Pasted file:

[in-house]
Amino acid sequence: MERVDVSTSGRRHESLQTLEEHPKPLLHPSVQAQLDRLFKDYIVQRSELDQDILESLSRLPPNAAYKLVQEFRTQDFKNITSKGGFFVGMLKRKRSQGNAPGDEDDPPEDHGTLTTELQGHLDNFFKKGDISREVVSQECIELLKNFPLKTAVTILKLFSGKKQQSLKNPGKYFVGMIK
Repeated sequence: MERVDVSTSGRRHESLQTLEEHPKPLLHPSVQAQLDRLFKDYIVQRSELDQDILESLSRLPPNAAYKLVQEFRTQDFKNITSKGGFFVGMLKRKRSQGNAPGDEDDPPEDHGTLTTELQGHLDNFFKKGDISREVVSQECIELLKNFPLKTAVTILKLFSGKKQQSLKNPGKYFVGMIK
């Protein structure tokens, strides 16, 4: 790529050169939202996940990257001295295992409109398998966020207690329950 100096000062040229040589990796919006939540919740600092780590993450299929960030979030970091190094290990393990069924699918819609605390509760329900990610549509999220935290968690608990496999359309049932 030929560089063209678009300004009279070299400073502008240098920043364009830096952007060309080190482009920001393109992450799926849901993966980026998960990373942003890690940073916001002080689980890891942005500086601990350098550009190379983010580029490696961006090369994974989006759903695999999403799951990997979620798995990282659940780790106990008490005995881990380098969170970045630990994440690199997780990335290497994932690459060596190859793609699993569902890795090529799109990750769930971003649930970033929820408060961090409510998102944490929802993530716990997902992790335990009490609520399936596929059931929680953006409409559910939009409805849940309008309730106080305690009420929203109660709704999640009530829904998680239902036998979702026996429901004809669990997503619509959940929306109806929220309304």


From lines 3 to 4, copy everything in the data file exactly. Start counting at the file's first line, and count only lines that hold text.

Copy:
Repeated sequence: MERVDVSTSGRRHESLQTLEEHPKPLLHPSVQAQLDRLFKDYIVQRSELDQDILESLSRLPPNAAYKLVQEFRTQDFKNITSKGGFFVGMLKRKRSQGNAPGDEDDPPEDHGTLTTELQGHLDNFFKKGDISREVVSQECIELLKNFPLKTAVTILKLFSGKKQQSLKNPGKYFVGMIK
């Protein structure tokens, strides 16, 4: 790529050169939202996940990257001295295992409109398998966020207690329950 100096000062040229040589990796919006939540919740600092780590993450299929960030979030970091190094290990393990069924699918819609605390509760329900990610549509999220935290968690608990496999359309049932 030929560089063209678009300004009279070299400073502008240098920043364009830096952007060309080190482009920001393109992450799926849901993966980026998960990373942003890690940073916001002080689980890891942005500086601990350098550009190379983010580029490696961006090369994974989006759903695999999403799951990997979620798995990282659940780790106990008490005995881990380098969170970045630990994440690199997780990335290497994932690459060596190859793609699993569902890795090529799109990750769930971003649930970033929820408060961090409510998102944490929802993530716990997902992790335990009490609520399936596929059931929680953006409409559910939009409805849940309008309730106080305690009420929203109660709704999640009530829904998680239902036998979702026996429901004809669990997503619509959940929306109806929220309304």